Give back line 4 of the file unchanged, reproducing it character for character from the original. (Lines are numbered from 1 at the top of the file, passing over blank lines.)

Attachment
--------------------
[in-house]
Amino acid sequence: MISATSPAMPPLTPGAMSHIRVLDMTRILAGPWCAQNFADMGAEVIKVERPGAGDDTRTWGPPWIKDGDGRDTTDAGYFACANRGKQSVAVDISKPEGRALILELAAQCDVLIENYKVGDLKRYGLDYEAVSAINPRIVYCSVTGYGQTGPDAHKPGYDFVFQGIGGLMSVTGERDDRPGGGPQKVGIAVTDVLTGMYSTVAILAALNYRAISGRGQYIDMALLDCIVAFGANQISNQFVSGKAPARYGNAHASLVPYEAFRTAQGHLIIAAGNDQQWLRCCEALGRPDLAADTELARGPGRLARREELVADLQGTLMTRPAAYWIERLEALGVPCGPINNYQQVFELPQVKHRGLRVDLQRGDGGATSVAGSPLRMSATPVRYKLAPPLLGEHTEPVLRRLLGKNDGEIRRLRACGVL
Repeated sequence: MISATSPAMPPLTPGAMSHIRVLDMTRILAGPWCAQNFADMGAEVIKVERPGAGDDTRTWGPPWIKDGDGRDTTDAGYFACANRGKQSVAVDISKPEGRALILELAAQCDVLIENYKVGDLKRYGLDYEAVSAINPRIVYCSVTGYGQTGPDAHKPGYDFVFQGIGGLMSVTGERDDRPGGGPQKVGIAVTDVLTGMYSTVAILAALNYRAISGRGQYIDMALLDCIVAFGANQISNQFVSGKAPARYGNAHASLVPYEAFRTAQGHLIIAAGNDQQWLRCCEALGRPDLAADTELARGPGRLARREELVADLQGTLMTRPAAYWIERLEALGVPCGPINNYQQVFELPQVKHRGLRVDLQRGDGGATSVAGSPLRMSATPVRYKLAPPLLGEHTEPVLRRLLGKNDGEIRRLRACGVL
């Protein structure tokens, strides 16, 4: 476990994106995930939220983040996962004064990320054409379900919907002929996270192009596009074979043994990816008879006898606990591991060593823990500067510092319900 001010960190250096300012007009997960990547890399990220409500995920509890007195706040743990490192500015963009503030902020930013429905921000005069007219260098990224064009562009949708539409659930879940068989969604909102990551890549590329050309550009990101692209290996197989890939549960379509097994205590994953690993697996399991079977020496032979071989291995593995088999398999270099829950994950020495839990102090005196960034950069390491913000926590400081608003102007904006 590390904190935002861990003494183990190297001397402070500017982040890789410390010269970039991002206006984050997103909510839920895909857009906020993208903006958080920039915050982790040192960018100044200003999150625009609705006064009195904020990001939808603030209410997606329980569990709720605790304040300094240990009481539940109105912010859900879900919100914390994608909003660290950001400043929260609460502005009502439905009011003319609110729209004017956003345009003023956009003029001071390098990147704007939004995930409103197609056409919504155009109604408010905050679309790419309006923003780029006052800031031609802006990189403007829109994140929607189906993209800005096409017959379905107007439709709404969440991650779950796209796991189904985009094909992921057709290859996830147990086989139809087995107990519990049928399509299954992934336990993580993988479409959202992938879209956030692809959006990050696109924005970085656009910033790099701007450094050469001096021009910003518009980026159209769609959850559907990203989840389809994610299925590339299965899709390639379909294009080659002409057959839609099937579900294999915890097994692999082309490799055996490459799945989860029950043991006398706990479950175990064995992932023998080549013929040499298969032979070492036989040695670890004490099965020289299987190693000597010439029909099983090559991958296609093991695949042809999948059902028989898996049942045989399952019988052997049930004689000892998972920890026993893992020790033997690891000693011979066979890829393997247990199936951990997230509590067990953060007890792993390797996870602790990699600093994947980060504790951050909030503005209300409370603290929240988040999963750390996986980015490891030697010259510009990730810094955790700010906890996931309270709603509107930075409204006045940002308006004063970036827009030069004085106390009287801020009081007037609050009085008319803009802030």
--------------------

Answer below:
């Protein structure tokens, strides 16, 4: 476990994106995930939220983040996962004064990320054409379900919907002929996270192009596009074979043994990816008879006898606990591991060593823990500067510092319900 001010960190250096300012007009997960990547890399990220409500995920509890007195706040743990490192500015963009503030902020930013429905921000005069007219260098990224064009562009949708539409659930879940068989969604909102990551890549590329050309550009990101692209290996197989890939549960379509097994205590994953690993697996399991079977020496032979071989291995593995088999398999270099829950994950020495839990102090005196960034950069390491913000926590400081608003102007904006 590390904190935002861990003494183990190297001397402070500017982040890789410390010269970039991002206006984050997103909510839920895909857009906020993208903006958080920039915050982790040192960018100044200003999150625009609705006064009195904020990001939808603030209410997606329980569990709720605790304040300094240990009481539940109105912010859900879900919100914390994608909003660290950001400043929260609460502005009502439905009011003319609110729209004017956003345009003023956009003029001071390098990147704007939004995930409103197609056409919504155009109604408010905050679309790419309006923003780029006052800031031609802006990189403007829109994140929607189906993209800005096409017959379905107007439709709404969440991650779950796209796991189904985009094909992921057709290859996830147990086989139809087995107990519990049928399509299954992934336990993580993988479409959202992938879209956030692809959006990050696109924005970085656009910033790099701007450094050469001096021009910003518009980026159209769609959850559907990203989840389809994610299925590339299965899709390639379909294009080659002409057959839609099937579900294999915890097994692999082309490799055996490459799945989860029950043991006398706990479950175990064995992932023998080549013929040499298969032979070492036989040695670890004490099965020289299987190693000597010439029909099983090559991958296609093991695949042809999948059902028989898996049942045989399952019988052997049930004689000892998972920890026993893992020790033997690891000693011979066979890829393997247990199936951990997230509590067990953060007890792993390797996870602790990699600093994947980060504790951050909030503005209300409370603290929240988040999963750390996986980015490891030697010259510009990730810094955790700010906890996931309270709603509107930075409204006045940002308006004063970036827009030069004085106390009287801020009081007037609050009085008319803009802030």